“Sell in May and go away” is a famous adage in the stock market. It states that we should sell stocks at the start of the warm weather in May and reinvest only when the cold weather starts in November. Investors have a belief that when the warm weather begins, the lack of market participants (probably due to vacation breaks) can make for a lacklustre market period.
It’s summer all year round in Singapore and it seems that investors here are indeed selling out in May due to the recent weak performance of the Straits Times Index (SGX: ^STI). The Singapore stock market benchmark has fallen 2.6% from 1-7 May. So, should investors sell all their stocks in May and take a break from the stock market? Not at all, in my opinion.
Market timing is hard
According to Forbes, from 1950 to around 2013, the Dow Jones Industrial Average index in the US had an average return of only 0.3% during the May-to-October period, compared with an average gain of 7.5% during the November-to-April period.
In more recent times, however, the pattern isn’t so clear-cut. According to Investor’s Business Daily, if investors had sold shares in May 2016, they would have missed out on some impressive gains. Meanwhile, the Nasdaq ended April 2016 at 4,775.36; it closed higher in May and went even higher in late June. In all, the tech index rose 55% from the end of June 2016 until the end of January 2018.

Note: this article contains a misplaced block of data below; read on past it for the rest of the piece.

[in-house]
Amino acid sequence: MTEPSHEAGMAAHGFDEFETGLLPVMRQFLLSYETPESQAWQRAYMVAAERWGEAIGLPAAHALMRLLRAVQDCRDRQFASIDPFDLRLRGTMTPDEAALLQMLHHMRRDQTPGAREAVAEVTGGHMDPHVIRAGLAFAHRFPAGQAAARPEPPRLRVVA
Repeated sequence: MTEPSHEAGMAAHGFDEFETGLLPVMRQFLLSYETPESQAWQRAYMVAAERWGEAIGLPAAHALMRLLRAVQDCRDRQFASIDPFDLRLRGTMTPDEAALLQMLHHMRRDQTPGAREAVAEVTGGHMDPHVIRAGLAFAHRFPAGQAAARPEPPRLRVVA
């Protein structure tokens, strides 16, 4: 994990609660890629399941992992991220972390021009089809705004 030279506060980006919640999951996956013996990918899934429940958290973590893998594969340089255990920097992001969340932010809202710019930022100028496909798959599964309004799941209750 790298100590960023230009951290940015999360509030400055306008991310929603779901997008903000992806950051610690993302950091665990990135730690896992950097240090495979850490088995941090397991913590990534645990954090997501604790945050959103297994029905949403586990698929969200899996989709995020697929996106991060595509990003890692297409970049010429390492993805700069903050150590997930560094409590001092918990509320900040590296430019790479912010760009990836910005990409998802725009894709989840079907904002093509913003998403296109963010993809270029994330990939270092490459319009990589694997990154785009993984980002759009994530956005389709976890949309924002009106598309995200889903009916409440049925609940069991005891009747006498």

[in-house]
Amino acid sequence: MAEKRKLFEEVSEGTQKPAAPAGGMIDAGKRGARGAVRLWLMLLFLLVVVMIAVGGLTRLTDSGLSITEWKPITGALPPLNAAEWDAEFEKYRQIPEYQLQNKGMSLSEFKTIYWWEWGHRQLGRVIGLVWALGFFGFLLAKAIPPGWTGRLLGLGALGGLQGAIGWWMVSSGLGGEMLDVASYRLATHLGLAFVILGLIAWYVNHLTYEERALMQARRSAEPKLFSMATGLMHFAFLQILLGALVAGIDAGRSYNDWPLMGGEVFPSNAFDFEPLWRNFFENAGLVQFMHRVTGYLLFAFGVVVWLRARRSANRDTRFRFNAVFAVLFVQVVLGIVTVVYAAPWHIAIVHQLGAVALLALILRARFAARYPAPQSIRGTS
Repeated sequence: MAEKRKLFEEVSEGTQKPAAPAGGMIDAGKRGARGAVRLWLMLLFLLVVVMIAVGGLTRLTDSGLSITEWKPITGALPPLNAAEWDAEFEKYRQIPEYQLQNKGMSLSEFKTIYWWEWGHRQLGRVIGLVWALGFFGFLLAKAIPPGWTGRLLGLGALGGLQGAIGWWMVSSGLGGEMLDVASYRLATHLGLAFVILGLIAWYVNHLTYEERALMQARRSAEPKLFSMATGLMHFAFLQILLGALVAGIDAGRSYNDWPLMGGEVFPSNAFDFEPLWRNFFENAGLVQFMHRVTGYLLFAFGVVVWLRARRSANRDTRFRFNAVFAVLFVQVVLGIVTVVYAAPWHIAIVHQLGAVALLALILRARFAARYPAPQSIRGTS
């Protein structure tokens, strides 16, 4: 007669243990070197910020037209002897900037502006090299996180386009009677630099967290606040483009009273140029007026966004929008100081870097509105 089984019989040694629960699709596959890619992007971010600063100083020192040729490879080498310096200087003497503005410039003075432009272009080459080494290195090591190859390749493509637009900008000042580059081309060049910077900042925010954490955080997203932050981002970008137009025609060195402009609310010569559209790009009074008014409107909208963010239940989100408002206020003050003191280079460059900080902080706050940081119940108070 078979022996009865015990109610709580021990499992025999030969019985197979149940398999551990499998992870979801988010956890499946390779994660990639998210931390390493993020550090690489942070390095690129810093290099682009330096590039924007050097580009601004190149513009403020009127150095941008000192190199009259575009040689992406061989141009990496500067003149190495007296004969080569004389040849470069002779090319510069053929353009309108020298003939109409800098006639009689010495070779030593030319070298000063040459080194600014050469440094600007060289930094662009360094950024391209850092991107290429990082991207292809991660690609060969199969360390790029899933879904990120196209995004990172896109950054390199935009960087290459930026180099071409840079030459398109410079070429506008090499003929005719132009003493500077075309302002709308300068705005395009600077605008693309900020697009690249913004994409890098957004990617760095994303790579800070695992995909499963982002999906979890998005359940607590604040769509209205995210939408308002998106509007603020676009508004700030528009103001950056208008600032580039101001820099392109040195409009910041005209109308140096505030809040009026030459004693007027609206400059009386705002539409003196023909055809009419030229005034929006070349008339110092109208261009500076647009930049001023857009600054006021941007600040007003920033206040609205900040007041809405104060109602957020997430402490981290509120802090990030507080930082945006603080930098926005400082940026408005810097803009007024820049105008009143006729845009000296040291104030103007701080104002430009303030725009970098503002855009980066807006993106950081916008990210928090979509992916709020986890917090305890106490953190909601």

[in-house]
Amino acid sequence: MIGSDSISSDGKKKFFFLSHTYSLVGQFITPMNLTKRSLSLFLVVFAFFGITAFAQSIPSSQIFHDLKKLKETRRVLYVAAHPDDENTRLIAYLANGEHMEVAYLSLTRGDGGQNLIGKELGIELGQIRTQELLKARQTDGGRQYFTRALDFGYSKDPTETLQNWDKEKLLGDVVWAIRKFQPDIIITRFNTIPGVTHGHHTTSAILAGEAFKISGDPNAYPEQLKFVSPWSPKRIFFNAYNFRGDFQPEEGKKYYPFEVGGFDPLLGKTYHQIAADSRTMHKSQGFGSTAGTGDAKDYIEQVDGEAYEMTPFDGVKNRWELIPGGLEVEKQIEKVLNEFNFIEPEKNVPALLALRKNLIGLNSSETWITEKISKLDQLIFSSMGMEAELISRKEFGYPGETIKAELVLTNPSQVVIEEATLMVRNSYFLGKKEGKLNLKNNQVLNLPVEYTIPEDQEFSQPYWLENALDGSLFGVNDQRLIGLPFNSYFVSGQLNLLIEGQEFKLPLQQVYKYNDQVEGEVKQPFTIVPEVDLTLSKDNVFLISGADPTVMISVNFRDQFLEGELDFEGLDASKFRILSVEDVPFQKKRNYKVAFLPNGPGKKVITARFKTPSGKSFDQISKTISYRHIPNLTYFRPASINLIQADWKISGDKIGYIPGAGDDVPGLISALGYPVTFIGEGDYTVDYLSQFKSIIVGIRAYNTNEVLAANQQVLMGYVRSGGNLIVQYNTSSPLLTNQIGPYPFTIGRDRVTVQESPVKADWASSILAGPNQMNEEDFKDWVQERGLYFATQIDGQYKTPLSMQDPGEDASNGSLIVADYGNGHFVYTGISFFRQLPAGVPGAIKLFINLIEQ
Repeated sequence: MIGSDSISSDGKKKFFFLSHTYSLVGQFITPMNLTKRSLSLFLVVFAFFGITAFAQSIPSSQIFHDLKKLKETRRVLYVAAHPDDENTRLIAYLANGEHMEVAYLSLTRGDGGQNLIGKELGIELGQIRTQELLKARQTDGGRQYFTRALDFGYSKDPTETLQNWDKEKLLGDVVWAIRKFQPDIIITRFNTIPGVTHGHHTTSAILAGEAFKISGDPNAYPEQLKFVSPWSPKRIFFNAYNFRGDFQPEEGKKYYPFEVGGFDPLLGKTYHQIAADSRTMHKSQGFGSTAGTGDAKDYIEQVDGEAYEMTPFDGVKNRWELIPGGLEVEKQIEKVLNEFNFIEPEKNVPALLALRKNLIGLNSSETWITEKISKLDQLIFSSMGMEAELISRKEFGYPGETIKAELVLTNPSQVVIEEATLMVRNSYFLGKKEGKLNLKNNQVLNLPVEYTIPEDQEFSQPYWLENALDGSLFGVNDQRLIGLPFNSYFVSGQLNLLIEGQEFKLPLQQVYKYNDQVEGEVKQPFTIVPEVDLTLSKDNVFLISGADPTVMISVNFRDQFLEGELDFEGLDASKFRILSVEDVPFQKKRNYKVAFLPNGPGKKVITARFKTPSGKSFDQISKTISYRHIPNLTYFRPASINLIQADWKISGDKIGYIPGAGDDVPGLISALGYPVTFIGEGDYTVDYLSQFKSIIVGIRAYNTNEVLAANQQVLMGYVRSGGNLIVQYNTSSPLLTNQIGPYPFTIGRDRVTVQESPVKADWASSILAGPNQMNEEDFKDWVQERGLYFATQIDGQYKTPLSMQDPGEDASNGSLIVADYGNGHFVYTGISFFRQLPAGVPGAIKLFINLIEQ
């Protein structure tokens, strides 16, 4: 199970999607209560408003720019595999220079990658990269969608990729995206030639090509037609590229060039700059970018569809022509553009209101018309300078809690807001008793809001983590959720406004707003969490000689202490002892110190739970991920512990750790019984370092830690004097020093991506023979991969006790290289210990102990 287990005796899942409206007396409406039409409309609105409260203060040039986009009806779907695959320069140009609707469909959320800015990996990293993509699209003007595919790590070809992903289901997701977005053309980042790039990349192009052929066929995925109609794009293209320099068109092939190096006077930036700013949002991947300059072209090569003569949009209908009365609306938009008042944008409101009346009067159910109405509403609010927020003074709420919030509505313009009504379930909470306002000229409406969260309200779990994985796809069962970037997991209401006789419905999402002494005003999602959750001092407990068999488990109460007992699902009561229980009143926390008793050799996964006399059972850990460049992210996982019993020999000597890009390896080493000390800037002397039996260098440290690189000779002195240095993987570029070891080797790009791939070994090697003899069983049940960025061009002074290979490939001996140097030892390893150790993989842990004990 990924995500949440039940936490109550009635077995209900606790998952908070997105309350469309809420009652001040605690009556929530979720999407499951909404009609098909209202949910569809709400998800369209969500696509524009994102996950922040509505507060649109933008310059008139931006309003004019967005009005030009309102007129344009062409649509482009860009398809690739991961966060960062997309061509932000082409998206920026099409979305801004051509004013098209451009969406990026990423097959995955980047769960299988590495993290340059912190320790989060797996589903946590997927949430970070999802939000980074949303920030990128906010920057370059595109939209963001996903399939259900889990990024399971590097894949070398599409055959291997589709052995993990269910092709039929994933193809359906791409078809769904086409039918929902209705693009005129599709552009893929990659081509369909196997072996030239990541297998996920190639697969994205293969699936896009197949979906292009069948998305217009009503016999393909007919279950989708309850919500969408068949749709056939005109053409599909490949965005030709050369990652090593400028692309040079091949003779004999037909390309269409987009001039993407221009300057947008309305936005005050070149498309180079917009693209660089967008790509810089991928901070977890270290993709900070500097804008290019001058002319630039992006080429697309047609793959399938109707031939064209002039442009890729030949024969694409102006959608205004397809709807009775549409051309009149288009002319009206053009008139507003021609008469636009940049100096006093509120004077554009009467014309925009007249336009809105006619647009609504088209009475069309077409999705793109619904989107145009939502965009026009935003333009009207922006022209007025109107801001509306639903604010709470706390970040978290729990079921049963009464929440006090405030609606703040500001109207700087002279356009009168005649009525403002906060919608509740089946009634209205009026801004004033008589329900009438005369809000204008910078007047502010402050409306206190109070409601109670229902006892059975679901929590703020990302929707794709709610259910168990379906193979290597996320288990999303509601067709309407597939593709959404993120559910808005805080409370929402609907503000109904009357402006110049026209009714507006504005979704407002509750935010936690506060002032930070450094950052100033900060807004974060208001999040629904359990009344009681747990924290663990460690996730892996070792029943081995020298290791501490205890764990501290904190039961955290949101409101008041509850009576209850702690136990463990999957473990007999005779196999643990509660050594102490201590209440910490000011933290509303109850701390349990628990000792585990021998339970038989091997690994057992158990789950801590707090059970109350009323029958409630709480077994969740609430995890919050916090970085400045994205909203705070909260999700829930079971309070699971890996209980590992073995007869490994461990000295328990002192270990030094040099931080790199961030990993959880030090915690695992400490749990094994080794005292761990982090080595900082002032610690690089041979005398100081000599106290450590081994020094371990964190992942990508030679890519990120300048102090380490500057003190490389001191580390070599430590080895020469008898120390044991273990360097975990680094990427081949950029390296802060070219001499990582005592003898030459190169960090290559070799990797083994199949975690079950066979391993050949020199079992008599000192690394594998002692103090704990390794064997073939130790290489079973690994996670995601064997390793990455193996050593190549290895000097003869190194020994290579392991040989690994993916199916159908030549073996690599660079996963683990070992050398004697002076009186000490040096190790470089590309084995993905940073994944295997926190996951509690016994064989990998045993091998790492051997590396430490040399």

Here in Singapore, the Straits Times Index rallied more than 13% from May 2017 to April 2018, before falling off the next month to a low in December 2018. There was a mixed performance there.
We can see from the above examples that it’s difficult to predict what the market does next. Investors who had stayed out of the Singapore stock market in April 2017 to April 2018 would be kicking themselves.
What should investors do instead?
Instead of timing the market and selling out of our stocks, we should ignore all the noise and focus on the right things – not the share prices but on the businesses behind them. Behind every ticker symbol is a living, breathing business.
The idea is to buy fundamentally-strong companies at cheap valuations and hold them for a long period. Cheap valuations are mostly presented during times of stock market volatility, such as now.
When the stock market rallies again, the buying opportunities will disappear. Remember back in 2008 to 2009? The best time to buy was when there was panic on the streets. Those who didn’t buy shares then would have missed out on the massive gains that followed.
The stock market might be throwing up some buying opportunities right now amid the volatility but the key questions is; are you prepared to take the plunge?
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The information provided is for general information purposes only and is not intended to be personalised investment or financial advice.
Motley Fool Singapore 2019